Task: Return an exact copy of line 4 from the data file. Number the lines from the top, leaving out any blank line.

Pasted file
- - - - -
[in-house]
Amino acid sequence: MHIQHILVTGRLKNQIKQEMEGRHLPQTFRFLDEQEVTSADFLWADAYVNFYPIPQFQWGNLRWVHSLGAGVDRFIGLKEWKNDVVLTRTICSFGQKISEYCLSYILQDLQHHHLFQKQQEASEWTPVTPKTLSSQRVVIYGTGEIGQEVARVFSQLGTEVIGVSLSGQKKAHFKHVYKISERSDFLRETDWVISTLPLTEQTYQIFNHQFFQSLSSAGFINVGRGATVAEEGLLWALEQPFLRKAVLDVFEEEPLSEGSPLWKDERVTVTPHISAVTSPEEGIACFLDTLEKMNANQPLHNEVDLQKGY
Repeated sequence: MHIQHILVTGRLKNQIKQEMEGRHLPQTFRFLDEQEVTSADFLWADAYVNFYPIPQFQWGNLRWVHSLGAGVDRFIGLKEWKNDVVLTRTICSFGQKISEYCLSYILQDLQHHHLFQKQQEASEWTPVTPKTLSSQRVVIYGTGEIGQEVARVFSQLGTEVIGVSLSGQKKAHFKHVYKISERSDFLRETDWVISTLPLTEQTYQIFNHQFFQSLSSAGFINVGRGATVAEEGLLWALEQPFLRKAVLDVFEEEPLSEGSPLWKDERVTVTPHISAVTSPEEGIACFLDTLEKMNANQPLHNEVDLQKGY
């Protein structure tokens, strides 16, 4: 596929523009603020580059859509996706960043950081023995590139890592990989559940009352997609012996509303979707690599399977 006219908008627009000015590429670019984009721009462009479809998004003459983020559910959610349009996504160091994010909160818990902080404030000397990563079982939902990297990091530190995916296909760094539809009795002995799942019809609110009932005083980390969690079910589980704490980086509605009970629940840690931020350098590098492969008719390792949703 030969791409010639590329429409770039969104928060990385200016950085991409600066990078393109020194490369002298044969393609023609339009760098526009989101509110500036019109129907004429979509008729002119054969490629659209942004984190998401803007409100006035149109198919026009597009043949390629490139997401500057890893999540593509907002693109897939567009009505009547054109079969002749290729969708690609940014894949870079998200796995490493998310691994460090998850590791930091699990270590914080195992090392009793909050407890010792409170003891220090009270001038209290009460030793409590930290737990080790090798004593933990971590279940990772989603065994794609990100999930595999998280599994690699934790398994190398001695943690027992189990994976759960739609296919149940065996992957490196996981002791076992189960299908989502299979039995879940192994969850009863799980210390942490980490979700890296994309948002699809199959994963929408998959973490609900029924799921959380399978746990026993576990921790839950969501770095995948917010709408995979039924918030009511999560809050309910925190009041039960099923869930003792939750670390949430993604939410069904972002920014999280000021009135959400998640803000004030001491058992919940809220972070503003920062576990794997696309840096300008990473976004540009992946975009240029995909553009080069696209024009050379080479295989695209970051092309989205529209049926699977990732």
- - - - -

């Protein structure tokens, strides 16, 4: 596929523009603020580059859509996706960043950081023995590139890592990989559940009352997609012996509303979707690599399977 006219908008627009000015590429670019984009721009462009479809998004003459983020559910959610349009996504160091994010909160818990902080404030000397990563079982939902990297990091530190995916296909760094539809009795002995799942019809609110009932005083980390969690079910589980704490980086509605009970629940840690931020350098590098492969008719390792949703 030969791409010639590329429409770039969104928060990385200016950085991409600066990078393109020194490369002298044969393609023609339009760098526009989101509110500036019109129907004429979509008729002119054969490629659209942004984190998401803007409100006035149109198919026009597009043949390629490139997401500057890893999540593509907002693109897939567009009505009547054109079969002749290729969708690609940014894949870079998200796995490493998310691994460090998850590791930091699990270590914080195992090392009793909050407890010792409170003891220090009270001038209290009460030793409590930290737990080790090798004593933990971590279940990772989603065994794609990100999930595999998280599994690699934790398994190398001695943690027992189990994976759960739609296919149940065996992957490196996981002791076992189960299908989502299979039995879940192994969850009863799980210390942490980490979700890296994309948002699809199959994963929408998959973490609900029924799921959380399978746990026993576990921790839950969501770095995948917010709408995979039924918030009511999560809050309910925190009041039960099923869930003792939750670390949430993604939410069904972002920014999280000021009135959400998640803000004030001491058992919940809220972070503003920062576990794997696309840096300008990473976004540009992946975009240029995909553009080069696209024009050379080479295989695209970051092309989205529209049926699977990732």